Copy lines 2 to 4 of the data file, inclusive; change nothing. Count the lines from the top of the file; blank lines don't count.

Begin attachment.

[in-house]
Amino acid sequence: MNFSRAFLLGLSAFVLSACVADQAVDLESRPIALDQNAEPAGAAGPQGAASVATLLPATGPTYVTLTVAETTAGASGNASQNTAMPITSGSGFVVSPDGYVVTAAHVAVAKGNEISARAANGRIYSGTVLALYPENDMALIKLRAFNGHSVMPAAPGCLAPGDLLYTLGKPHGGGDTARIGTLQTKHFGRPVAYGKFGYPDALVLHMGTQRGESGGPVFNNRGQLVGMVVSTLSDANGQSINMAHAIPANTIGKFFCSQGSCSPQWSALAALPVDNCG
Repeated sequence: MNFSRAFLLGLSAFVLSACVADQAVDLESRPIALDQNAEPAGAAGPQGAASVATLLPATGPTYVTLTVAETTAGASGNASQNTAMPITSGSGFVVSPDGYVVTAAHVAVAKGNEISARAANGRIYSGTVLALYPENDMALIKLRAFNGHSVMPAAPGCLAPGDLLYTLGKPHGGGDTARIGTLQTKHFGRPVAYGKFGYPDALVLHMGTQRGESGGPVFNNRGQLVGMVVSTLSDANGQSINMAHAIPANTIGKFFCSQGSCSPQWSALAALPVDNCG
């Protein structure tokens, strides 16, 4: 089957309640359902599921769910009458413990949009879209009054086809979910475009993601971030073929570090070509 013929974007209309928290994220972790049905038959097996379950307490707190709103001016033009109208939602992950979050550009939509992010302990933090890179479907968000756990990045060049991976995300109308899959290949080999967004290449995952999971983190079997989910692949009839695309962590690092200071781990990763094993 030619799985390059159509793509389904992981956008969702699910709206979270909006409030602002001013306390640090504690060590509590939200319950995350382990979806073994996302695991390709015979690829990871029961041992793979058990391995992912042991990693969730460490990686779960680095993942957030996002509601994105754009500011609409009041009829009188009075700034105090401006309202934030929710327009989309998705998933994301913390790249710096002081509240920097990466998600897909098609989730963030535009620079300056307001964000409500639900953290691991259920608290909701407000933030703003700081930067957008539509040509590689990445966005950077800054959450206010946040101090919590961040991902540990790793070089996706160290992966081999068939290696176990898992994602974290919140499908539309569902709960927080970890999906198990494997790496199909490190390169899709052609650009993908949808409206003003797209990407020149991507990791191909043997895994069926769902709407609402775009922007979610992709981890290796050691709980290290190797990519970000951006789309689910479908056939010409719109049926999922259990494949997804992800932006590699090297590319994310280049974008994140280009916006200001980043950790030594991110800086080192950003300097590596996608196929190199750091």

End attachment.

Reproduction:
Amino acid sequence: MNFSRAFLLGLSAFVLSACVADQAVDLESRPIALDQNAEPAGAAGPQGAASVATLLPATGPTYVTLTVAETTAGASGNASQNTAMPITSGSGFVVSPDGYVVTAAHVAVAKGNEISARAANGRIYSGTVLALYPENDMALIKLRAFNGHSVMPAAPGCLAPGDLLYTLGKPHGGGDTARIGTLQTKHFGRPVAYGKFGYPDALVLHMGTQRGESGGPVFNNRGQLVGMVVSTLSDANGQSINMAHAIPANTIGKFFCSQGSCSPQWSALAALPVDNCG
Repeated sequence: MNFSRAFLLGLSAFVLSACVADQAVDLESRPIALDQNAEPAGAAGPQGAASVATLLPATGPTYVTLTVAETTAGASGNASQNTAMPITSGSGFVVSPDGYVVTAAHVAVAKGNEISARAANGRIYSGTVLALYPENDMALIKLRAFNGHSVMPAAPGCLAPGDLLYTLGKPHGGGDTARIGTLQTKHFGRPVAYGKFGYPDALVLHMGTQRGESGGPVFNNRGQLVGMVVSTLSDANGQSINMAHAIPANTIGKFFCSQGSCSPQWSALAALPVDNCG
């Protein structure tokens, strides 16, 4: 089957309640359902599921769910009458413990949009879209009054086809979910475009993601971030073929570090070509 013929974007209309928290994220972790049905038959097996379950307490707190709103001016033009109208939602992950979050550009939509992010302990933090890179479907968000756990990045060049991976995300109308899959290949080999967004290449995952999971983190079997989910692949009839695309962590690092200071781990990763094993 030619799985390059159509793509389904992981956008969702699910709206979270909006409030602002001013306390640090504690060590509590939200319950995350382990979806073994996302695991390709015979690829990871029961041992793979058990391995992912042991990693969730460490990686779960680095993942957030996002509601994105754009500011609409009041009829009188009075700034105090401006309202934030929710327009989309998705998933994301913390790249710096002081509240920097990466998600897909098609989730963030535009620079300056307001964000409500639900953290691991259920608290909701407000933030703003700081930067957008539509040509590689990445966005950077800054959450206010946040101090919590961040991902540990790793070089996706160290992966081999068939290696176990898992994602974290919140499908539309569902709960927080970890999906198990494997790496199909490190390169899709052609650009993908949808409206003003797209990407020149991507990791191909043997895994069926769902709407609402775009922007979610992709981890290796050691709980290290190797990519970000951006789309689910479908056939010409719109049926999922259990494949997804992800932006590699090297590319994310280049974008994140280009916006200001980043950790030594991110800086080192950003300097590596996608196929190199750091």